Grey Whales Dying In
Record Numbers On
Migration North
By Terri Theodore
The Canadian Press
VANCOUVER (CP) -- Grey whales are dying in unprecedented numbers on their migration route to the Bering Sea from the Baja Peninsula.
The migration period for the greys along the west coast of British Columbia doesn't even finish until the end of June.
But already seven grey whales have been found dead on beaches in the province.
That's a small portion of the total so far along the continent's west coast, with almost 150 greys in total being discovered, including 60 in Mexico, 60 in California and 16 in Washington state.
Grey whales have been in the public eye lately because they have been hunted by the Makah tribe of Washington state.
Late last month, the Makah managed to harpoon and shoot a female grey, despite protests from environmental groups that had been trying to impede the hunt.
Ed Lochbaum, marine mammal co-ordinator for the federal Fisheries Department, said "there is no doubt several of these big animals are running out of gas, the question is why?"
There are a number of theories, including low body weight and environmental stress.
"The problem could also be with the climate in the Bering Sea where the whales feed," said Lochbaum.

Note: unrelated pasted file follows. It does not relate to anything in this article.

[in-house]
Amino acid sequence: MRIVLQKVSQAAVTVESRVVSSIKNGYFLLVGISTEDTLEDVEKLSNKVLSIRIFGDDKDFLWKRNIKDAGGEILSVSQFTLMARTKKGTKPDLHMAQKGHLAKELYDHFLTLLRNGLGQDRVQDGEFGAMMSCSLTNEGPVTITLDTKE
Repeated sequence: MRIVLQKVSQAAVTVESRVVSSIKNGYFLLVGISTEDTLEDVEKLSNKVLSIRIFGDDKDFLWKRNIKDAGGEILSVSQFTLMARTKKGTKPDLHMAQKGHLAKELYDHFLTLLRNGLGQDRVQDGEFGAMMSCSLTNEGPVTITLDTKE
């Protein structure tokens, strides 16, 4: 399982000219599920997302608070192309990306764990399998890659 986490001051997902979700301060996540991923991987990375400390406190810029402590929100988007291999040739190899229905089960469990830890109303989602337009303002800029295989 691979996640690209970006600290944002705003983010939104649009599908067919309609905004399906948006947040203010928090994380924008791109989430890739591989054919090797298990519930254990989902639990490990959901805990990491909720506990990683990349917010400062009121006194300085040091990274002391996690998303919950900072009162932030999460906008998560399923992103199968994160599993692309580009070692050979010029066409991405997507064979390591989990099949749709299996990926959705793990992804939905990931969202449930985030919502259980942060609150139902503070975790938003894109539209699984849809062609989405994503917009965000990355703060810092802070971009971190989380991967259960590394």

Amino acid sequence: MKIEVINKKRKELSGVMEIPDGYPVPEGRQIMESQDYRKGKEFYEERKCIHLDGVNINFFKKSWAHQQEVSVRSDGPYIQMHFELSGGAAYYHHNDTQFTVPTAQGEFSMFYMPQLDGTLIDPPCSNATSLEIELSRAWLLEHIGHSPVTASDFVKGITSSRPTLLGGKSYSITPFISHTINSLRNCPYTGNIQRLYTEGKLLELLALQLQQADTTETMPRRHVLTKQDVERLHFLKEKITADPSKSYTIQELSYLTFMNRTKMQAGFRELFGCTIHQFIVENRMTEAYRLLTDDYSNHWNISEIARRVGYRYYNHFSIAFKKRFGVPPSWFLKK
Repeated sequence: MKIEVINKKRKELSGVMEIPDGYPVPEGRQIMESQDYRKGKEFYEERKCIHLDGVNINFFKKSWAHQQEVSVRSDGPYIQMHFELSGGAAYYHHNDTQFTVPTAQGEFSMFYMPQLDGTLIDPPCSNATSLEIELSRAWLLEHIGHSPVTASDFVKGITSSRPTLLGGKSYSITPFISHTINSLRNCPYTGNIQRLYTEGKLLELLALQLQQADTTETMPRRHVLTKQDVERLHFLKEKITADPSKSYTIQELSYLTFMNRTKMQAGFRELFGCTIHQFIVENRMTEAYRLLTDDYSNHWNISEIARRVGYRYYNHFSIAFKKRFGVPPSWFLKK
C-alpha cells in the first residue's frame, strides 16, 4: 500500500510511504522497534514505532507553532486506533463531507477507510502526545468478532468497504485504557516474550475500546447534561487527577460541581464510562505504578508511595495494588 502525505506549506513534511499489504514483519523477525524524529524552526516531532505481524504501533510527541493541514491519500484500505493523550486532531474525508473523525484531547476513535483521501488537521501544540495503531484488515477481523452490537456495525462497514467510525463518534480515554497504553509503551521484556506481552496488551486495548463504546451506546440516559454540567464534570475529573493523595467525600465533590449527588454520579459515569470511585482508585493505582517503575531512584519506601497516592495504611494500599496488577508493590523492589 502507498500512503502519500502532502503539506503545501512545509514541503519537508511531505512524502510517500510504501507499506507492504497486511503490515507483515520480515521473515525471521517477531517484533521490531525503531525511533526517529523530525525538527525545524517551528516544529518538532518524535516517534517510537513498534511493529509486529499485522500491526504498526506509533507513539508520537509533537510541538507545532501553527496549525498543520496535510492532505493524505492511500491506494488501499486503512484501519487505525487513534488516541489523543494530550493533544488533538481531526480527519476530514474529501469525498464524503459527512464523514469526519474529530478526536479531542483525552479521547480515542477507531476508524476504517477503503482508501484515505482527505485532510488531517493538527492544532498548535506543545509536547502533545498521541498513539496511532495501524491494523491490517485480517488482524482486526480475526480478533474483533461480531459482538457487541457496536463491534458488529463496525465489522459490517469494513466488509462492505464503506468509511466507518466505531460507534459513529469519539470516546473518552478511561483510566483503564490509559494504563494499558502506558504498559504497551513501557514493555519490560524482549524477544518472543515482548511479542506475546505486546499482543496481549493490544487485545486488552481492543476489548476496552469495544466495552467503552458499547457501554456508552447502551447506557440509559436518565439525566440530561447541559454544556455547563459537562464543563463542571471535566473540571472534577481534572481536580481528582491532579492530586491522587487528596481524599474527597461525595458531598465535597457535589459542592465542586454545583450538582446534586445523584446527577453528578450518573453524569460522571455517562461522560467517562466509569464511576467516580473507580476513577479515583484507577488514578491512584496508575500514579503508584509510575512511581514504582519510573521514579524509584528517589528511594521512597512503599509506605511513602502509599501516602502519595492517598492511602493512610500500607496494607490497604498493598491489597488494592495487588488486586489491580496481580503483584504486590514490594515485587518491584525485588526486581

Grey whales gorge themselves during their summer in the North, but fast on their migration to and from Mexico.
Lochbaum has noticed that "whenever these whales come inside the Georgia Strait, there seem to be more deaths."
He said the increased spottings of dead whales could simply be because it's easier for people to see them in inside waters.
When they migrate on the west side of Vancouver Island, there are plenty of coves where a dead whale would never be spotted.
Scientists are doing tests on samples taken from many of the dead whales, but it will be two to four months before they have answers and a possible cause of death.
The grey whale population is estimated to be about 26,000 and the species is no longer considered endangered.
Healthy whales normally live to 60 years of age.